Series: The League of Princes #1
Published by HarperCollins on May 1, 2012
Genres: Young Adult, Action & Adventure, General, Fairy Tales & Folklore, Adaptations, Humorous Stories, Other, Fantasy & Magic
Format: Advanced Review Copy
I received this book for free from HarperCollins in exchange for an honest review. This does not affect my opinion of the book or the content of my review.Buy on Amazon
Prince Liam. Prince Frederic. Prince Duncan. Prince Gustav. You’ve never heard of them, have you? These are the princes who saved Sleeping Beauty, Cinderella, Snow White, and Rapunzel, respectively, and yet, thanks to those lousy bards who wrote the tales, you likely know them only as Prince Charming. But all of this is about to change.
Rejected by their princesses and cast out of their castles, the princes stumble upon an evil plot that could endanger each of their kingdoms. Now it’s up to them to triumph over their various shortcomings, take on trolls, bandits, dragons, witches, and other assorted terrors, and become the heroes no one ever thought they could be.
Christopher Healy’s Hero’s Guide to Saving Your Kingdom is a completely original take on the world of fairy tales, the truth about what happens after “happily ever after.” It’s a must-have for middle grade readers who enjoy their fantasy adventures mixed with the humor of the Diary of a Wimpy Kid books. Witty black-and-white drawings by Todd Harris add to the fun.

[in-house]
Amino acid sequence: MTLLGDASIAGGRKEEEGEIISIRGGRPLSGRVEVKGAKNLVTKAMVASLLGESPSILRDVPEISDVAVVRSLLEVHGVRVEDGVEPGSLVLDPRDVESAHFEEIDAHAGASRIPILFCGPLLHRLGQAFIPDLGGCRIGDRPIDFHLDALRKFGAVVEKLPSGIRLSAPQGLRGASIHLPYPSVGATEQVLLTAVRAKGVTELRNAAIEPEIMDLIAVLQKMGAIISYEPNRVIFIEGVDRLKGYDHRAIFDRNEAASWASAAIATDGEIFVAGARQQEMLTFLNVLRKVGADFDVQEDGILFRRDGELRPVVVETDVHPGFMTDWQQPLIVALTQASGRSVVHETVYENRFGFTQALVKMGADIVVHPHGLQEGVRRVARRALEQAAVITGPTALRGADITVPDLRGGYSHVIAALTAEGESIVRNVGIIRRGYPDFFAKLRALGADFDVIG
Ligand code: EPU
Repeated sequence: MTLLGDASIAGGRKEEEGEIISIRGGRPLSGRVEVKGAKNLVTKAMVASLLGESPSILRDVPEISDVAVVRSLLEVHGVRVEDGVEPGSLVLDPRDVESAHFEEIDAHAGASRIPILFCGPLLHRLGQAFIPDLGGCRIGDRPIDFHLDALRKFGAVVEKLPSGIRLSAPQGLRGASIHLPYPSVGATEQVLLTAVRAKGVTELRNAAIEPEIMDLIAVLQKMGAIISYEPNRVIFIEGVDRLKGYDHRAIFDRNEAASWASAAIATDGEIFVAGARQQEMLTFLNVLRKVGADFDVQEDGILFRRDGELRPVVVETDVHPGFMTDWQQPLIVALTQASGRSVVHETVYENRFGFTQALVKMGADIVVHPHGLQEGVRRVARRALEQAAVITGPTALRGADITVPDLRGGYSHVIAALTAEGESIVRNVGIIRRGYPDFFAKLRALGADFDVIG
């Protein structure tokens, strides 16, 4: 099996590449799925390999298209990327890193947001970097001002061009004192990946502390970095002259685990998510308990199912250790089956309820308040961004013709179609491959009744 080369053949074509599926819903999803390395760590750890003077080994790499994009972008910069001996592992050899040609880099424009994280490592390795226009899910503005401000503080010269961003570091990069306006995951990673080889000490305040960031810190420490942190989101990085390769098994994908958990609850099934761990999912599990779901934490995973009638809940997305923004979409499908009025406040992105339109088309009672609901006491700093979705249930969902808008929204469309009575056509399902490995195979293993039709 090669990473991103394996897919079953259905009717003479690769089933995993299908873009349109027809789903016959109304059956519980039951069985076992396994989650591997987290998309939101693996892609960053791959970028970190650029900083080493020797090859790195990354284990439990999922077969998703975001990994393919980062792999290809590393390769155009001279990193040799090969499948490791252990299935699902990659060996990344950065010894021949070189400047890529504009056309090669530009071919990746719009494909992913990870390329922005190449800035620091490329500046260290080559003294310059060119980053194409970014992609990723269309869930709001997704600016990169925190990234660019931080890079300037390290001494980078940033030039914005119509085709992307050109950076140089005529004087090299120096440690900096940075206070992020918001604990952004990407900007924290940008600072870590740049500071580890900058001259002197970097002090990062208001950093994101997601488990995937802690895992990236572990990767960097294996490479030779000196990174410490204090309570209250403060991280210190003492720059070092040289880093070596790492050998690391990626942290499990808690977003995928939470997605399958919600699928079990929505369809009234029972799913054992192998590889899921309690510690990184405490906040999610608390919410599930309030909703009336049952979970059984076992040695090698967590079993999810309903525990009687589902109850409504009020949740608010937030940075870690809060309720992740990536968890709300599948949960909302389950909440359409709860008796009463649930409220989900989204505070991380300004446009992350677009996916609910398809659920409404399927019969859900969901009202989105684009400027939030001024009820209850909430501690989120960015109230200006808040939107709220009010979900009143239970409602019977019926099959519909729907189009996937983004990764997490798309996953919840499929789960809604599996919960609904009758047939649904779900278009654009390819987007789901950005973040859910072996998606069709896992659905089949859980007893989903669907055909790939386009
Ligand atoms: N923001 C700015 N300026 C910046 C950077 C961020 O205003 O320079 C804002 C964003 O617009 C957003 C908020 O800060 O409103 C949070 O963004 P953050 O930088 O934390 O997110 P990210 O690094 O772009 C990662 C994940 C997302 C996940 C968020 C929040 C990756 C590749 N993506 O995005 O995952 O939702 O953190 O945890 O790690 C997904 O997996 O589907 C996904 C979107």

The Hero’s Guide to Saving Your Kingdom is an incredibly silly middle grade novel. Each prince has a very distinct and quirky personality. I loved the introductions to each one of them and their version of the “real story.” And this book isn’t your ordinary princess/prince book. There is a lot of goofy humor and slapstick-type comedy.
The story does drag a bit in places, as there are many characters to keep track of, and each needs an equal share of page time. I also felt like there were moments where the humor was just a little too goofy. But then again, I’m a 20-something girl; I am hardly the target audience. I also felt like the book could have benefited from a lot more pictures. And why does the cover only show two of the princes?!
This book is a great fit for elementary school boys. It’s charming, funny, and a welcomed addition to the fractured fairytale genre.
Update: Turns out the entire cover does show all of the princes. You can click to enlarge and see what the finished cover looks like.